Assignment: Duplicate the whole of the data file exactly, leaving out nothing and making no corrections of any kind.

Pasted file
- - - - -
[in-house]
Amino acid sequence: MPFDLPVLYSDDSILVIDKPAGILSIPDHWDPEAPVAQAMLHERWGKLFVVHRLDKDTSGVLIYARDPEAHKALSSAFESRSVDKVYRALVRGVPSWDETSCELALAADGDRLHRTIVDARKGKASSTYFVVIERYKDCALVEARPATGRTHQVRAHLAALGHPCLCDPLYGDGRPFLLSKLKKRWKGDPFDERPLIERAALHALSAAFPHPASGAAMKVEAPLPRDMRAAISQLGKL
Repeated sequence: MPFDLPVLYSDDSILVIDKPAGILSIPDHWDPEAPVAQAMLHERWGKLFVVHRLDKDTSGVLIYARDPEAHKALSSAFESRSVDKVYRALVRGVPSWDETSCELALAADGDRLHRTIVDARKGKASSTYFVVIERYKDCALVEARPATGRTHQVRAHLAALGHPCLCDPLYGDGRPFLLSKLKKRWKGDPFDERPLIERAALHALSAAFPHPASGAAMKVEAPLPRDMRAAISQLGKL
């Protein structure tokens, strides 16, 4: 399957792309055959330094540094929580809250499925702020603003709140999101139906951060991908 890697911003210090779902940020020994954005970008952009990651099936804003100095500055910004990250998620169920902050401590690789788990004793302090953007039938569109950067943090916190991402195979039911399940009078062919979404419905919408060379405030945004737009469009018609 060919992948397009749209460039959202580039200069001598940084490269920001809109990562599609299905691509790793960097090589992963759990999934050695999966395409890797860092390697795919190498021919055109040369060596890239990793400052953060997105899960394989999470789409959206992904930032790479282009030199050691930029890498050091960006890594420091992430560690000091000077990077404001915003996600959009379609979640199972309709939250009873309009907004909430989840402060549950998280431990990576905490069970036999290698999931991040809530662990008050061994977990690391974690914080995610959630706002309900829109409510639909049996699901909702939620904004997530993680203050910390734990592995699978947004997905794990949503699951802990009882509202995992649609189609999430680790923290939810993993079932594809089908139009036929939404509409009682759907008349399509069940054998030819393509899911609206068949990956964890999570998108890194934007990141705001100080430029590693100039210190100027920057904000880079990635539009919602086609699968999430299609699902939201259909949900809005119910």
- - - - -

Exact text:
[in-house]
Amino acid sequence: MPFDLPVLYSDDSILVIDKPAGILSIPDHWDPEAPVAQAMLHERWGKLFVVHRLDKDTSGVLIYARDPEAHKALSSAFESRSVDKVYRALVRGVPSWDETSCELALAADGDRLHRTIVDARKGKASSTYFVVIERYKDCALVEARPATGRTHQVRAHLAALGHPCLCDPLYGDGRPFLLSKLKKRWKGDPFDERPLIERAALHALSAAFPHPASGAAMKVEAPLPRDMRAAISQLGKL
Repeated sequence: MPFDLPVLYSDDSILVIDKPAGILSIPDHWDPEAPVAQAMLHERWGKLFVVHRLDKDTSGVLIYARDPEAHKALSSAFESRSVDKVYRALVRGVPSWDETSCELALAADGDRLHRTIVDARKGKASSTYFVVIERYKDCALVEARPATGRTHQVRAHLAALGHPCLCDPLYGDGRPFLLSKLKKRWKGDPFDERPLIERAALHALSAAFPHPASGAAMKVEAPLPRDMRAAISQLGKL
């Protein structure tokens, strides 16, 4: 399957792309055959330094540094929580809250499925702020603003709140999101139906951060991908 890697911003210090779902940020020994954005970008952009990651099936804003100095500055910004990250998620169920902050401590690789788990004793302090953007039938569109950067943090916190991402195979039911399940009078062919979404419905919408060379405030945004737009469009018609 060919992948397009749209460039959202580039200069001598940084490269920001809109990562599609299905691509790793960097090589992963759990999934050695999966395409890797860092390697795919190498021919055109040369060596890239990793400052953060997105899960394989999470789409959206992904930032790479282009030199050691930029890498050091960006890594420091992430560690000091000077990077404001915003996600959009379609979640199972309709939250009873309009907004909430989840402060549950998280431990990576905490069970036999290698999931991040809530662990008050061994977990690391974690914080995610959630706002309900829109409510639909049996699901909702939620904004997530993680203050910390734990592995699978947004997905794990949503699951802990009882509202995992649609189609999430680790923290939810993993079932594809089908139009036929939404509409009682759907008349399509069940054998030819393509899911609206068949990956964890999570998108890194934007990141705001100080430029590693100039210190100027920057904000880079990635539009919602086609699968999430299609699902939201259909949900809005119910």